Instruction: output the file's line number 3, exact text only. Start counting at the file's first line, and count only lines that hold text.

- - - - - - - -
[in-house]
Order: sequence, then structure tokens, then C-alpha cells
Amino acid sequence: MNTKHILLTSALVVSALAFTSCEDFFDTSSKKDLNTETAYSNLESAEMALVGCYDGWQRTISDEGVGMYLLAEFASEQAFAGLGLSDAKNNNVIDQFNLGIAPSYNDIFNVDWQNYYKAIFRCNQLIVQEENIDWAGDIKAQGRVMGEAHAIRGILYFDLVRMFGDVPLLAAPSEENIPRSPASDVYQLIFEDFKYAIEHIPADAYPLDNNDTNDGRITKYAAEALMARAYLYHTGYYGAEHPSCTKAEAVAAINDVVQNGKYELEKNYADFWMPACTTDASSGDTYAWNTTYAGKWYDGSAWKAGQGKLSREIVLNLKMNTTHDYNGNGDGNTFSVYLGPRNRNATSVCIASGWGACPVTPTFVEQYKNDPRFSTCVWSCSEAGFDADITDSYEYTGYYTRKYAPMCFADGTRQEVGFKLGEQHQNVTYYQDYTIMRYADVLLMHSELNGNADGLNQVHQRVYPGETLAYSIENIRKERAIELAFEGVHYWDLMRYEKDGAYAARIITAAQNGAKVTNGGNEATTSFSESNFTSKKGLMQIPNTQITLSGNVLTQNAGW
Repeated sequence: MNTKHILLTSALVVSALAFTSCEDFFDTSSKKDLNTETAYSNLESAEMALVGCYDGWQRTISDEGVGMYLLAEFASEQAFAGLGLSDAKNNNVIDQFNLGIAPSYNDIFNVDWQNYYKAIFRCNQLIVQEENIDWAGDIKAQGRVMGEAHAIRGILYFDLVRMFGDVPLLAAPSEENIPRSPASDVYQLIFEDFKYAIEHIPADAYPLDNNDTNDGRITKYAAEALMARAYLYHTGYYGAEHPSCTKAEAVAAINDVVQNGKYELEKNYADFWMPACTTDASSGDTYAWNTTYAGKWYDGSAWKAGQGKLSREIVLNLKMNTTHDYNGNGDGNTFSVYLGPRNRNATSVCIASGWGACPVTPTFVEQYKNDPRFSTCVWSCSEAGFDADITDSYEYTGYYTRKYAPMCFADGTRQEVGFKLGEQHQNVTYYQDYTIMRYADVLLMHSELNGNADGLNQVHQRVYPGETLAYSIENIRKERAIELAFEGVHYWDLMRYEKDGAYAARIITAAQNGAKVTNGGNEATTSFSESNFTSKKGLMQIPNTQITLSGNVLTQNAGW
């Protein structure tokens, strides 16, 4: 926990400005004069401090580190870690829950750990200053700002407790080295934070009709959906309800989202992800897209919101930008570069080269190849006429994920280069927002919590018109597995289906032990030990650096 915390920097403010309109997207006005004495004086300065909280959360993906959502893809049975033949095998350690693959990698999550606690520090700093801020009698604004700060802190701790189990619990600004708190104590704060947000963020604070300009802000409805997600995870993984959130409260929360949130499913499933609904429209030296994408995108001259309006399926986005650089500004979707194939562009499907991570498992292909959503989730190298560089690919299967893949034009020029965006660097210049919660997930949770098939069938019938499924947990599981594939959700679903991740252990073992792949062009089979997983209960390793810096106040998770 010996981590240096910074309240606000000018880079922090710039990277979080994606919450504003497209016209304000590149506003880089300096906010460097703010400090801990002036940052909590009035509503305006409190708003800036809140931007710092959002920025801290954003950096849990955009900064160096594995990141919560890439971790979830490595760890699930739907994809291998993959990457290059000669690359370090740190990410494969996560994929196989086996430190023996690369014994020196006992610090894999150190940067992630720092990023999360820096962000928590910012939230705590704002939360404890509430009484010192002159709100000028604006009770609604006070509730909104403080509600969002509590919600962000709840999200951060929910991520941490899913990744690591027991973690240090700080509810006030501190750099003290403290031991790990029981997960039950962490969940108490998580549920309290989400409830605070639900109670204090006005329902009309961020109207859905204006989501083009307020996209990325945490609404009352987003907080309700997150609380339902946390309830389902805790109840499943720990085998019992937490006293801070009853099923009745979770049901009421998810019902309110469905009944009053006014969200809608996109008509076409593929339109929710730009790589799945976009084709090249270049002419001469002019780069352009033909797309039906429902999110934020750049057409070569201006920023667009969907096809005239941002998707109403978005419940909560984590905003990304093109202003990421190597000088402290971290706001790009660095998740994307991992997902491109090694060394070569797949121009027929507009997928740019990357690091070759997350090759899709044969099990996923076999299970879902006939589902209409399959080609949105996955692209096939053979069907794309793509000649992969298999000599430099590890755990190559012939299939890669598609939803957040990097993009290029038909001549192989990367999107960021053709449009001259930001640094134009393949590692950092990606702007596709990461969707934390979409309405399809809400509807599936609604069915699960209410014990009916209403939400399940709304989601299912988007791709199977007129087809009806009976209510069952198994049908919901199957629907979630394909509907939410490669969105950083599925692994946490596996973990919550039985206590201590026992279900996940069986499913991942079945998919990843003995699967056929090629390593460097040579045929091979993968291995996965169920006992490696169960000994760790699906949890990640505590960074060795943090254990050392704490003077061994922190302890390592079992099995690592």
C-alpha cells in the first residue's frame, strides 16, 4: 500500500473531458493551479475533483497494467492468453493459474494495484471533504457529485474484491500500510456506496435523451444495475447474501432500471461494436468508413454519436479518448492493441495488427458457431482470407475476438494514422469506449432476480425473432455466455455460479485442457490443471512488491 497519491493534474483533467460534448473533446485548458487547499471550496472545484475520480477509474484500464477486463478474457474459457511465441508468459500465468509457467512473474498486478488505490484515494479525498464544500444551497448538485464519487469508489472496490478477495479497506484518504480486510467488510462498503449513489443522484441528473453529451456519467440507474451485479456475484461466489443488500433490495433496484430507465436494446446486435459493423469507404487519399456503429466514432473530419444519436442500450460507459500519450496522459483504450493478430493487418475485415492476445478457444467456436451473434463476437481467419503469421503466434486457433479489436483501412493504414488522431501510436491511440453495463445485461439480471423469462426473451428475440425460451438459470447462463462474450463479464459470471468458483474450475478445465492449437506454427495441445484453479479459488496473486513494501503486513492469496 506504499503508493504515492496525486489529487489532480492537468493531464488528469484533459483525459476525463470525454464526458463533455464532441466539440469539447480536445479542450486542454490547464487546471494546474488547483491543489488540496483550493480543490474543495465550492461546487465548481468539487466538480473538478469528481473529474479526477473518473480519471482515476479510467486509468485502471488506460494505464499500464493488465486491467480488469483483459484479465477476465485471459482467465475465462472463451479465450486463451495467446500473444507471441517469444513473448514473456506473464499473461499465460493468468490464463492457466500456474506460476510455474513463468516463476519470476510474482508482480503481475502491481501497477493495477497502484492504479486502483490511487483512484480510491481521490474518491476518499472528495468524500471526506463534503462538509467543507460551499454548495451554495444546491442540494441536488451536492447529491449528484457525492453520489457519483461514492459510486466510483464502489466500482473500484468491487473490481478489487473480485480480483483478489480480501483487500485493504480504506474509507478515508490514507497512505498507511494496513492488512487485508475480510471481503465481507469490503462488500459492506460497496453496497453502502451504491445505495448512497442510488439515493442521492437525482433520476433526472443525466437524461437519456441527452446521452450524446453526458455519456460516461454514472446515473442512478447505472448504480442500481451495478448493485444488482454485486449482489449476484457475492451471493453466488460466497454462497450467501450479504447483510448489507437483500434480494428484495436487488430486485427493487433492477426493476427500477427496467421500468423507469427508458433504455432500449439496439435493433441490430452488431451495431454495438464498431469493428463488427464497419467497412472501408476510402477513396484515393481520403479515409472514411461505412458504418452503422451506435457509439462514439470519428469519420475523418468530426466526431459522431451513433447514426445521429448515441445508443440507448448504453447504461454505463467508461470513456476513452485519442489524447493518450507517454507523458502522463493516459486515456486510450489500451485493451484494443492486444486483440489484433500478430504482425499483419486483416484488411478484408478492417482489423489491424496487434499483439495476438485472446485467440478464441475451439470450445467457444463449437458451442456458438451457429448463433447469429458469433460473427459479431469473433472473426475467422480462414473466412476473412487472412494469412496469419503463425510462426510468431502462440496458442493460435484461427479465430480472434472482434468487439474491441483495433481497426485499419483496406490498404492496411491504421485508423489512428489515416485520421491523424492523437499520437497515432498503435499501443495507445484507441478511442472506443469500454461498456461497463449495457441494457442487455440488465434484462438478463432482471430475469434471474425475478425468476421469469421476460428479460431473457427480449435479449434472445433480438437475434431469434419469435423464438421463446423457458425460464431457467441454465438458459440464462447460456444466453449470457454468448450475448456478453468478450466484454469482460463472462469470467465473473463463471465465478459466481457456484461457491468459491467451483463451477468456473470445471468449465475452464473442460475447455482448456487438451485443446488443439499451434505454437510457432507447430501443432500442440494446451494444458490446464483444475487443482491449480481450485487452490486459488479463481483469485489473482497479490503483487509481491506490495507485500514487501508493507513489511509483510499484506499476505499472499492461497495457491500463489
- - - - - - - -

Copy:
Amino acid sequence: MNTKHILLTSALVVSALAFTSCEDFFDTSSKKDLNTETAYSNLESAEMALVGCYDGWQRTISDEGVGMYLLAEFASEQAFAGLGLSDAKNNNVIDQFNLGIAPSYNDIFNVDWQNYYKAIFRCNQLIVQEENIDWAGDIKAQGRVMGEAHAIRGILYFDLVRMFGDVPLLAAPSEENIPRSPASDVYQLIFEDFKYAIEHIPADAYPLDNNDTNDGRITKYAAEALMARAYLYHTGYYGAEHPSCTKAEAVAAINDVVQNGKYELEKNYADFWMPACTTDASSGDTYAWNTTYAGKWYDGSAWKAGQGKLSREIVLNLKMNTTHDYNGNGDGNTFSVYLGPRNRNATSVCIASGWGACPVTPTFVEQYKNDPRFSTCVWSCSEAGFDADITDSYEYTGYYTRKYAPMCFADGTRQEVGFKLGEQHQNVTYYQDYTIMRYADVLLMHSELNGNADGLNQVHQRVYPGETLAYSIENIRKERAIELAFEGVHYWDLMRYEKDGAYAARIITAAQNGAKVTNGGNEATTSFSESNFTSKKGLMQIPNTQITLSGNVLTQNAGW